“It took us nine months just to plan how to proceed, and the first thing we did, with our donors’ input, was to get rid of the asbestos buildings. We care about their health and the environment.” Yet, I had noticed that his office was the most primitive building on campus. He saved his own comfort for last. “I want only the best for the children.”
It has paid off, even in the eyes of the authorities. Today Darchei Shalom has endorsements and letters of praise from the Jerusalem and Bnei Brak municipalities, from city welfare departments and from juvenile court.
The night before our interview, Rabbi Erenrich said that he met again with that generous donor and told him about the housewarming they had held a month earlier of the kitchen renovations. “I had sent him photos. He told me how happy he was that I had come again. He himself is dyslexic and he built up his successful businesses with his own two hands, from scratch.
“It was personal contacts such as these that I approached with all my energy—people I knew from the worlds of politics and business. Usually fundraisers feel more comfortable approaching strangers, but I pulled out all the stops with my closest, wealthiest friends and colleagues. If you are profoundly committed to something, you can do that. They knew I was deeply immersed in this project.”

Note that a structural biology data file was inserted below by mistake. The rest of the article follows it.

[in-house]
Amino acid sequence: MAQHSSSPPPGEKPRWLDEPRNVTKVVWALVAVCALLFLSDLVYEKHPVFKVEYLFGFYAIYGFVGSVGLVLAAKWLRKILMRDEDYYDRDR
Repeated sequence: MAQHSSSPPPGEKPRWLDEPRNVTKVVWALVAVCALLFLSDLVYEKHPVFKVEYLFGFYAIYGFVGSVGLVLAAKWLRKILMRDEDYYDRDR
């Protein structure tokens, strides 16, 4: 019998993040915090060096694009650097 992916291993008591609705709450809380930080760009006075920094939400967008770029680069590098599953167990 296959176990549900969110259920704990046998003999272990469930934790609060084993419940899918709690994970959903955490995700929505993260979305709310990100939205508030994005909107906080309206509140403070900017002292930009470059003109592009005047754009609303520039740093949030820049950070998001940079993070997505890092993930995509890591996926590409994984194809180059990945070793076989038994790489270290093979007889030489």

It is important to Rabbi Erenrich to emphasize that the students are not “dropouts,” which is a much lighter definition. “They are youth at risk, ranging in age from 13 to 18. Some have been abused or were abusers. Some have serious emotional, behavioral, or psychological problems. Others were borderline criminals.
“Until now they have known only failure. They have been repeatedly struck down (literally or figuratively) by their families, the schools, society. One of our primary goals is to help them to experience a feeling of success.
“We hire as counselors young men who themselves went through our process. A month ago we held sheva berachot for two of our graduates. It’s important for the current students to see that they, too, can grow up and create successful families.
Regarding what work they find at graduation, Erenrich responded, “We cannot always bring the boy to professional level by the age of 18, but, in addition to vocational proficiency, we have given him the emotional tools to succeed. In normal situations, a boy receives these ‘tools’ at the age of 10. We help them develop skills that will help them to survive in the workplace, to not plunge to the depths if something does not go well for them.